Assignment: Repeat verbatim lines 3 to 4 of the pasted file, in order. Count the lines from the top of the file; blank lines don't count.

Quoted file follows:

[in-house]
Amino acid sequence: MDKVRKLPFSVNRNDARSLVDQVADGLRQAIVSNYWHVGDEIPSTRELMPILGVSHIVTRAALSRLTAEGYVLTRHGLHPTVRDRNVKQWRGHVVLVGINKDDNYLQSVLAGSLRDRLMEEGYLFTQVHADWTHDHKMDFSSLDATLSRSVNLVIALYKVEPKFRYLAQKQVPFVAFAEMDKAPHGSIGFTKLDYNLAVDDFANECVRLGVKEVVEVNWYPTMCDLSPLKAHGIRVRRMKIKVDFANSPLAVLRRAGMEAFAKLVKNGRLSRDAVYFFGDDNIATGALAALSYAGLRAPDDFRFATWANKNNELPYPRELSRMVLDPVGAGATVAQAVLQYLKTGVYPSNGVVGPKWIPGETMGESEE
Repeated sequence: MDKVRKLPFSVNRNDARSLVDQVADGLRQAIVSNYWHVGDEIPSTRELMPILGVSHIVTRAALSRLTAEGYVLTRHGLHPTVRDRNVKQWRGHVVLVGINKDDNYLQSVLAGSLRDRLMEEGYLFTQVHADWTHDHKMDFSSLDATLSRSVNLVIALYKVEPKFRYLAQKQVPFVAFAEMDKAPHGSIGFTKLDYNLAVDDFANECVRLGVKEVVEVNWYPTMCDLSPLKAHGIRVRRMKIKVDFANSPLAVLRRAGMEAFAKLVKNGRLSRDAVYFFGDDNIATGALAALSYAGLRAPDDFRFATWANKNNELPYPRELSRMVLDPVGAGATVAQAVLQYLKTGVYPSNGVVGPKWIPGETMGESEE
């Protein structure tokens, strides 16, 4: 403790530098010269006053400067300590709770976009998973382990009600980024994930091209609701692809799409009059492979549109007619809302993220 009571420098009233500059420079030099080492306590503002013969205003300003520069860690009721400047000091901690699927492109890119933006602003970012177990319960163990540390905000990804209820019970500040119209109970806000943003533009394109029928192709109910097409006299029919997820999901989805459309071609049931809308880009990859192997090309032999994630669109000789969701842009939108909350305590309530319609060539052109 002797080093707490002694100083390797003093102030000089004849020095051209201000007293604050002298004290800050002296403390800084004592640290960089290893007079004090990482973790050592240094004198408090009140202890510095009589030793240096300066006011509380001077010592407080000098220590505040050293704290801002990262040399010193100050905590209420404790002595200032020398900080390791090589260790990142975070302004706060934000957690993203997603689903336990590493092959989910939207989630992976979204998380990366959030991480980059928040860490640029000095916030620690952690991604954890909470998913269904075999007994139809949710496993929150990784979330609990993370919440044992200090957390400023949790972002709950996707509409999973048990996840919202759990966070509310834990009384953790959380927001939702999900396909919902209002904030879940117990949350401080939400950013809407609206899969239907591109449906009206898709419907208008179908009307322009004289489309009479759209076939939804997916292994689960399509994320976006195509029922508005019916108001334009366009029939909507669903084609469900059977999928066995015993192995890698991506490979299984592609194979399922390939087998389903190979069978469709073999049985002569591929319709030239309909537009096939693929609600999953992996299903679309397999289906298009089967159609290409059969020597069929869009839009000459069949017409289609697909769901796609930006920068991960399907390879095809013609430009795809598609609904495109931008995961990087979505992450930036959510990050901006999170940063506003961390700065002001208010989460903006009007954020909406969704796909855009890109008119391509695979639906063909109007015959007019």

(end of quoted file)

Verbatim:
Repeated sequence: MDKVRKLPFSVNRNDARSLVDQVADGLRQAIVSNYWHVGDEIPSTRELMPILGVSHIVTRAALSRLTAEGYVLTRHGLHPTVRDRNVKQWRGHVVLVGINKDDNYLQSVLAGSLRDRLMEEGYLFTQVHADWTHDHKMDFSSLDATLSRSVNLVIALYKVEPKFRYLAQKQVPFVAFAEMDKAPHGSIGFTKLDYNLAVDDFANECVRLGVKEVVEVNWYPTMCDLSPLKAHGIRVRRMKIKVDFANSPLAVLRRAGMEAFAKLVKNGRLSRDAVYFFGDDNIATGALAALSYAGLRAPDDFRFATWANKNNELPYPRELSRMVLDPVGAGATVAQAVLQYLKTGVYPSNGVVGPKWIPGETMGESEE
């Protein structure tokens, strides 16, 4: 403790530098010269006053400067300590709770976009998973382990009600980024994930091209609701692809799409009059492979549109007619809302993220 009571420098009233500059420079030099080492306590503002013969205003300003520069860690009721400047000091901690699927492109890119933006602003970012177990319960163990540390905000990804209820019970500040119209109970806000943003533009394109029928192709109910097409006299029919997820999901989805459309071609049931809308880009990859192997090309032999994630669109000789969701842009939108909350305590309530319609060539052109 002797080093707490002694100083390797003093102030000089004849020095051209201000007293604050002298004290800050002296403390800084004592640290960089290893007079004090990482973790050592240094004198408090009140202890510095009589030793240096300066006011509380001077010592407080000098220590505040050293704290801002990262040399010193100050905590209420404790002595200032020398900080390791090589260790990142975070302004706060934000957690993203997603689903336990590493092959989910939207989630992976979204998380990366959030991480980059928040860490640029000095916030620690952690991604954890909470998913269904075999007994139809949710496993929150990784979330609990993370919440044992200090957390400023949790972002709950996707509409999973048990996840919202759990966070509310834990009384953790959380927001939702999900396909919902209002904030879940117990949350401080939400950013809407609206899969239907591109449906009206898709419907208008179908009307322009004289489309009479759209076939939804997916292994689960399509994320976006195509029922508005019916108001334009366009029939909507669903084609469900059977999928066995015993192995890698991506490979299984592609194979399922390939087998389903190979069978469709073999049985002569591929319709030239309909537009096939693929609600999953992996299903679309397999289906298009089967159609290409059969020597069929869009839009000459069949017409289609697909769901796609930006920068991960399907390879095809013609430009795809598609609904495109931008995961990087979505992450930036959510990050901006999170940063506003961390700065002001208010989460903006009007954020909406969704796909855009890109008119391509695979639906063909109007015959007019």